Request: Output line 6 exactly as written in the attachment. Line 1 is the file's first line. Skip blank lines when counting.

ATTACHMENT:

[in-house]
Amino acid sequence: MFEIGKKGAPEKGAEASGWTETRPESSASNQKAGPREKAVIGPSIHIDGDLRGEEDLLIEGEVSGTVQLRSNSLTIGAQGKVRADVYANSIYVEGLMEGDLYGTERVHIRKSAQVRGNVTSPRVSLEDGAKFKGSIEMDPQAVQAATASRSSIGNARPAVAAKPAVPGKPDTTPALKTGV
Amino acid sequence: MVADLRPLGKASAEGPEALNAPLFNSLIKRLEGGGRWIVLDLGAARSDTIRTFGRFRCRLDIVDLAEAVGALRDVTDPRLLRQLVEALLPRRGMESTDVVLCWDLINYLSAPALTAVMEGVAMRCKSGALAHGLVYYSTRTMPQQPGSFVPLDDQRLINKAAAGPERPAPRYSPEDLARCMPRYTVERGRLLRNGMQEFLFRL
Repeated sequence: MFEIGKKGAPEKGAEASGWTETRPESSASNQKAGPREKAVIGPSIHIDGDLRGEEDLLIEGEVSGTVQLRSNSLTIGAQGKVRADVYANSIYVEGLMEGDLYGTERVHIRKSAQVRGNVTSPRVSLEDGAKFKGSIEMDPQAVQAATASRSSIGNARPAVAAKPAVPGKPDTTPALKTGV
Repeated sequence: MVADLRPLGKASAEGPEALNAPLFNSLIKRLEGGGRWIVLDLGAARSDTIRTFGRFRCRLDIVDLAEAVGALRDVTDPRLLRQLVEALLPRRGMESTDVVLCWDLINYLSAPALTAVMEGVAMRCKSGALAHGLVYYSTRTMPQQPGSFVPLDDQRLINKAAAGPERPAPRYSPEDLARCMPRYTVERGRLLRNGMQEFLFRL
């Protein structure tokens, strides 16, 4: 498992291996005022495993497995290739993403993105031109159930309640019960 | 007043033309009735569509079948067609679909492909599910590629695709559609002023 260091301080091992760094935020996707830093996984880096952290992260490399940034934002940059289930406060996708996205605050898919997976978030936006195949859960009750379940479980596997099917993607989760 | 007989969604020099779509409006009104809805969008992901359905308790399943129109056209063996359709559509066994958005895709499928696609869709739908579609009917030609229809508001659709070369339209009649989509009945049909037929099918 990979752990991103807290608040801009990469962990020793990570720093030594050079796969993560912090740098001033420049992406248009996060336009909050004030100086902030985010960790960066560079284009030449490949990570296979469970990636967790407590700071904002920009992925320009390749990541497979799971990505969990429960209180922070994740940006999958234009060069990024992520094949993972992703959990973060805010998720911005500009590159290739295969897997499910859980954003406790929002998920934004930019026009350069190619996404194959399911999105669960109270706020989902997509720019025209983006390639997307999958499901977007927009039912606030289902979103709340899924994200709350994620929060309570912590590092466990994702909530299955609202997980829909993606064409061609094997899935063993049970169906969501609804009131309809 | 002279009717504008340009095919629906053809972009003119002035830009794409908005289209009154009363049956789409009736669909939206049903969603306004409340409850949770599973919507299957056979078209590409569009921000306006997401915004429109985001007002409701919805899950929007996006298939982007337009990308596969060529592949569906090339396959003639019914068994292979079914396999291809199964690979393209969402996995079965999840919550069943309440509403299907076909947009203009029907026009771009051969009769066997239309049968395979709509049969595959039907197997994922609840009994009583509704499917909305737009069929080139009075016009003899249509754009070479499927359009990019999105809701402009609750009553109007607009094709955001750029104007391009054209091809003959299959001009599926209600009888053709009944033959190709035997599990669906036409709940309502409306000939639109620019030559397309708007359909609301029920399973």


């Protein structure tokens, strides 16, 4: 498992291996005022495993497995290739993403993105031109159930309640019960 | 007043033309009735569509079948067609679909492909599910590629695709559609002023 260091301080091992760094935020996707830093996984880096952290992260490399940034934002940059289930406060996708996205605050898919997976978030936006195949859960009750379940479980596997099917993607989760 | 007989969604020099779509409006009104809805969008992901359905308790399943129109056209063996359709559509066994958005895709499928696609869709739908579609009917030609229809508001659709070369339209009649989509009945049909037929099918 990979752990991103807290608040801009990469962990020793990570720093030594050079796969993560912090740098001033420049992406248009996060336009909050004030100086902030985010960790960066560079284009030449490949990570296979469970990636967790407590700071904002920009992925320009390749990541497979799971990505969990429960209180922070994740940006999958234009060069990024992520094949993972992703959990973060805010998720911005500009590159290739295969897997499910859980954003406790929002998920934004930019026009350069190619996404194959399911999105669960109270706020989902997509720019025209983006390639997307999958499901977007927009039912606030289902979103709340899924994200709350994620929060309570912590590092466990994702909530299955609202997980829909993606064409061609094997899935063993049970169906969501609804009131309809 | 002279009717504008340009095919629906053809972009003119002035830009794409908005289209009154009363049956789409009736669909939206049903969603306004409340409850949770599973919507299957056979078209590409569009921000306006997401915004429109985001007002409701919805899950929007996006298939982007337009990308596969060529592949569906090339396959003639019914068994292979079914396999291809199964690979393209969402996995079965999840919550069943309440509403299907076909947009203009029907026009771009051969009769066997239309049968395979709509049969595959039907197997994922609840009994009583509704499917909305737009069929080139009075016009003899249509754009070479499927359009990019999105809701402009609750009553109007607009094709955001750029104007391009054209091809003959299959001009599926209600009888053709009944033959190709035997599990669906036409709940309502409306000939639109620019030559397309708007359909609301029920399973």